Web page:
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LED Filament Lamps: How Vintage Style LED Edison Bulbs Work

Abstract: LED filament lamps are vintage-inspired LED bulbs that replicate the visual look and emission pattern of incandescent lamps. The rising popularity of LED filament bulbs is rooted in their nostalgic novelty.
LED Filament Lamp

LED filament bulbs are designed to replicate the visual look and emission pattern of incandescent lamps but use LED technology to deliver energy efficient lighting and long life, dependable operation. The history of electric lighting started out from incandescent lighting and has been punctuated by a series of major innovations, with the most prominent one being solid state lighting based on LED technology. Marrying together a vision of historical nostalgia and forward-thinking sustainability, LED filament bulbs are an inspiring union of timeless design and cutting-edge technology. These vintage-inspired LED bulbs are breathing new life into old-fashioned Edison style light bulbs. Their arrival dispelled people's concern over the extinction of ambience and aesthetics unique to incandescent lamps. No longer do nostalgists have to compromise on style to harvest the benefits of LED lighting.

The Everlasting Appeal of Incandescent Lighting

The rising popularity of LED filament bulbs is rooted in their nostalgic novelty. Tungsten filament bulbs remain a time-honored icon in lighting design. The classic cast of incandescent bulbs warms up dark spaces, creates shine and sparkle, and fosters a feeling of comfort and relaxation. The undeniable sense of nostalgia makes them the lighting candidates for retro- or industrial-inspired decors which can be found in a range of locations such as restaurants, hotels, bars, residential and retail spaces. There's no shortage of ways to dress up a space with Edison bulbs. Whether they're installed in pendants, chandeliers, wall sconces, or caged fixtures, it's hard not to be drawn in by the sight of glowing filaments through the glass envelops. The rustic simplicity delivered by bare or exposed lamping with Edison bulbs is tough to compete with. Infusing an iconic form and warm ambience, incandescent bulbs radiate an intriguing glow and a timeless flair that instantly enhances any space they resides in.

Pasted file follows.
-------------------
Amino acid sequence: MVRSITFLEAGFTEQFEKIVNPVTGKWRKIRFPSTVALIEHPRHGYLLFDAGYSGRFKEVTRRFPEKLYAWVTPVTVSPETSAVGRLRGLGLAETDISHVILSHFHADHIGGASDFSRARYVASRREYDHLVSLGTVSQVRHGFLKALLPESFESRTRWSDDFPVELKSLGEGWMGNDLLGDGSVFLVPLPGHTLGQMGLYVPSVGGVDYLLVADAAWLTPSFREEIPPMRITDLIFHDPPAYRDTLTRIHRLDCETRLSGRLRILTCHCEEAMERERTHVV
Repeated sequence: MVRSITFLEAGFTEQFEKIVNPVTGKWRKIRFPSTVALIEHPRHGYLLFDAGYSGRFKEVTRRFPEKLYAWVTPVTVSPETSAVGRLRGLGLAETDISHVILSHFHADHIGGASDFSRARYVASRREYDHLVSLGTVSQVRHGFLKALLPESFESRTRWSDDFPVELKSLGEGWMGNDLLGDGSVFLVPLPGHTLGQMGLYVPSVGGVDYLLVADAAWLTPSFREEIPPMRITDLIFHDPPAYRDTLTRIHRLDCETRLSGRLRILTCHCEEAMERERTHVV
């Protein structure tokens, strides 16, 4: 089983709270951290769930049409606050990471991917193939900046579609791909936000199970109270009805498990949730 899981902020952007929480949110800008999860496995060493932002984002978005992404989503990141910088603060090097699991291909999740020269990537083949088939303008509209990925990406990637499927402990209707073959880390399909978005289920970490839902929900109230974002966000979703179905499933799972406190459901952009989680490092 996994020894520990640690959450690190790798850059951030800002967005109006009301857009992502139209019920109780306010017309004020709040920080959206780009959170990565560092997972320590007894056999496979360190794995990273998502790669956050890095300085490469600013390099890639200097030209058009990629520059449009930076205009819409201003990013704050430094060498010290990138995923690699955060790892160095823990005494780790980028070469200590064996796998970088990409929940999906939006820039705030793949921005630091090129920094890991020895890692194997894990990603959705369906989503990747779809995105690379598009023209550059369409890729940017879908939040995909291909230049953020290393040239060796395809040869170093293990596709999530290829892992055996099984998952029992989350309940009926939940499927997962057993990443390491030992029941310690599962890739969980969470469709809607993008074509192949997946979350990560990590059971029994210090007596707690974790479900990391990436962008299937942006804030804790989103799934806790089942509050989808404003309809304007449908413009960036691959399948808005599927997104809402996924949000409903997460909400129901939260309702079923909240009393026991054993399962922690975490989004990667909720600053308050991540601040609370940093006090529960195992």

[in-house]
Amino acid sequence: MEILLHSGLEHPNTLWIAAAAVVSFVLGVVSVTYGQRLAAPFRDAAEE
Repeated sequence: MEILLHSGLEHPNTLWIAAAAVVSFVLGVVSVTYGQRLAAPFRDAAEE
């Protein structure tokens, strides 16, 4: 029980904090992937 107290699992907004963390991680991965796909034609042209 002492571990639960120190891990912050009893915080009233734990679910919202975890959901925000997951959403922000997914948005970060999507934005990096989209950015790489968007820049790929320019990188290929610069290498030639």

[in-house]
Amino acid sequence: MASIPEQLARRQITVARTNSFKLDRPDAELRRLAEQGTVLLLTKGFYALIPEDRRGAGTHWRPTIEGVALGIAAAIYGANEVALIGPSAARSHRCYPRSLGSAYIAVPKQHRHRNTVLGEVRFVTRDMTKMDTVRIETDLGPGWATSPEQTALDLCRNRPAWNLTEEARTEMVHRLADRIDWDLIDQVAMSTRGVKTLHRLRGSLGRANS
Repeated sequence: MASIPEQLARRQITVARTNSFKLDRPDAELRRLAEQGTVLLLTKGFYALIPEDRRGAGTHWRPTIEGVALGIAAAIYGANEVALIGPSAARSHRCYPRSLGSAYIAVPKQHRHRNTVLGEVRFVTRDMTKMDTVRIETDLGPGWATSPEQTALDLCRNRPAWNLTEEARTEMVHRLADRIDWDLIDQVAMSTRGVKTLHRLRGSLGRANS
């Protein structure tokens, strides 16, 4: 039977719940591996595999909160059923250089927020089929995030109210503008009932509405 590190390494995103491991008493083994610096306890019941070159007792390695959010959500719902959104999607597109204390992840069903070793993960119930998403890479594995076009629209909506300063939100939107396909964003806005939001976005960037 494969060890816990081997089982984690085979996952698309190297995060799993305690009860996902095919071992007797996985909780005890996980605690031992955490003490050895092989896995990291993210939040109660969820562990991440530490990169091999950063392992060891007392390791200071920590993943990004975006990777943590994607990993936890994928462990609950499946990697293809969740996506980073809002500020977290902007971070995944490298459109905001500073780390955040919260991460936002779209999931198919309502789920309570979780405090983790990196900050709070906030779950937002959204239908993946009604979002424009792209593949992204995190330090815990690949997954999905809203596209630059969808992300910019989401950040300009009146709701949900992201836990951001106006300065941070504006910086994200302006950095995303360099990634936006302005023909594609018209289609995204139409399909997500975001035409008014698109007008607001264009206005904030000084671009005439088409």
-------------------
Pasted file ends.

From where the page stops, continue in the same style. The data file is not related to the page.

The Slipping Away of Quality Lighting

Most people love only the vintage look and warm ambience of incandescent lamps but have never realized these thermal radiators provide the highest quality of light, outshining all their successors so far. For the past two decades consumers have been misguided to embrace energy efficient lighting without being informed of the deterioration in light quality. The introduction of fluorescent lamps signaled the departure from high quality light that humans had enjoyed ever since the invention of incandescent bulbs by Thomas Edison. The poor color rendering, high flicker and excessively high color temperature of fluorescent lighting significantly affected the interaction between the human visual system and the lighted environment.

Humans have an inherent need to make sense of what they see. Incandescent lighting carries a spectrum of light that faithfully reproduces the colors of objects or scenes being illuminated. In contrast, the colors of objects illuminated by fluorescent lamps appear distorted. Abnormally high flicker is unacceptable because it can trigger a nervous system response and lead to visual perception problems and health consequences. Before the advent of fluorescent lighting light flicker is seldom an issue for incandescent lighting because thermal radiators have a relatively long persistence.